From 1980 to 2005, U.S. health care administrative costs rose by 1300 percent, while prescription drug prices rose by nearly 2000 percent. To cover their profits, large private pharmaceutical companies charge high prices in the United States. And U.S. costs are also inflated by the administrative overhead and profits of private insurance companies and provider systems for dealing with them. To manage bills and interactions with insurance companies, the average physician in the United States now spends $80,000 a year, four-times as much as the average Ontario, Canadian physician dealing with a single-payer system. The U.S. health care system now has 2.5 million administrative personnel, more than the number of nurses and four times the physicians. There are more health-care managers than physicians and surgeons.

Unfortunately, many economists ignore soaring drug and administrative costs and instead blame high health care spending on supposed overutilization of care by American patients. Ironically, by accepting the premise that monopoly prices and high administrative costs are inevitable, many economists conclude that universal health care coverage would be impossibly expensive. Restricting access is the only way they see to restrain health care costs is to restrict access, so they favor price increasing steps for consumers that have the effect of rationing care to those best able to pay. But the truth is that if the United States were to lower administrative costs and drug prices to the Canadian level, it could save nearly $600 billion dollars, more than enough to provide coverage to all of the uninsured while improving access for the millions of underinsured.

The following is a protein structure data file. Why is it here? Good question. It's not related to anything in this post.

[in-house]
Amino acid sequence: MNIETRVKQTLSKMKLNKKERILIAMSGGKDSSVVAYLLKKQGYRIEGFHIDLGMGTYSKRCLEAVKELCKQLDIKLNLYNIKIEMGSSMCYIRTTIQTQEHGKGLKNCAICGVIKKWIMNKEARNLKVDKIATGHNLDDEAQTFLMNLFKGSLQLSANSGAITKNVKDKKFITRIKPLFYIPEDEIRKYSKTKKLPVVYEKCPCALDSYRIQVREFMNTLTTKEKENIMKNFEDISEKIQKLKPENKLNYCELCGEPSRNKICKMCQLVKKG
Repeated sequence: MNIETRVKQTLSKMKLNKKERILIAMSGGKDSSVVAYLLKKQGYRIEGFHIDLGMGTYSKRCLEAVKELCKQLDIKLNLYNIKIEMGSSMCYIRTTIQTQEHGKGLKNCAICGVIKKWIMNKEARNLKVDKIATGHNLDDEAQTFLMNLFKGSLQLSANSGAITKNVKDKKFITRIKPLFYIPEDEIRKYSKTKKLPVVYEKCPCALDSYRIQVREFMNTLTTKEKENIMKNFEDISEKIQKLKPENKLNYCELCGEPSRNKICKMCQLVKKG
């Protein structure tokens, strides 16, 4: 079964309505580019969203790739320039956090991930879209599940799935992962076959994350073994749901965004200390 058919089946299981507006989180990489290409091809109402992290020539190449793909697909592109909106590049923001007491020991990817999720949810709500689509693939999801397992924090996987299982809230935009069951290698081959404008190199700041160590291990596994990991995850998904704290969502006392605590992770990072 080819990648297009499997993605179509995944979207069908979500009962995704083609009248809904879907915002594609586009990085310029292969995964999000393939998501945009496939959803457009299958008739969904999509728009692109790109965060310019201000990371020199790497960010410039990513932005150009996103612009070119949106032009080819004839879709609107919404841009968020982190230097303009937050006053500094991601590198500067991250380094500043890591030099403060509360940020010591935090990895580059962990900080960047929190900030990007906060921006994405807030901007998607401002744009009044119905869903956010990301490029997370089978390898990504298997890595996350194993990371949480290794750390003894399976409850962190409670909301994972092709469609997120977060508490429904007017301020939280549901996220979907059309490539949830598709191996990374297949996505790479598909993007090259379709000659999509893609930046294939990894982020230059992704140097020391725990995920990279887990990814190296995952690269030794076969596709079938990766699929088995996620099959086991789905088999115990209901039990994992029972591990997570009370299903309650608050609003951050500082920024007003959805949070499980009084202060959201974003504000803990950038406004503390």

Fixing Health Care by Generating Cost Savings and Expanding Coverage

There are several reasons to turn to a more public version of U.S. health insurance:

  • A single-payer system – like the Canadian system, or an expansion of U.S. Medicare to everyone – would produce huge administrative savings by simplifying billing operations within providers’ offices and hospitals. It would also make it easier to bargain for price reductions with pharmaceutical makers and other companies.
  • Savings produced by a single-payer system would correct some current problems. In addition to extending coverage to all of those currently uninsured, a universal system would improve coverage for those with inadequate insurance. Finally, the United States could correct inequities in the current financing system by reimbursing Medicaid providers equally.

Who would pay? A single-payer U.S. system could be sustained by a variety of taxes, including some that could promote efficiency in the overall economy. For instance, a “Tobin tax” on financial transactions could raise revenue while discouraging the financial speculations that led to the 2009 meltdown. Additional revenue could come from taxes on high-income earners and those who enjoy large investment incomes from capital gains, dividends, interest, profits, and rents. In the current system, health-care expenditures are a heavier burden on the poor and middle classes than on the wealthy. A tax-funded single-payer system would, by contrast, deliver savings to all Americans earning less than the wealthiest top five percent.

Read more in Gerald Friedman, “Single Payer Rhode Island: Impact and Implementation,” Report for Physicians for National Health Plan Rhode Island, January 2015.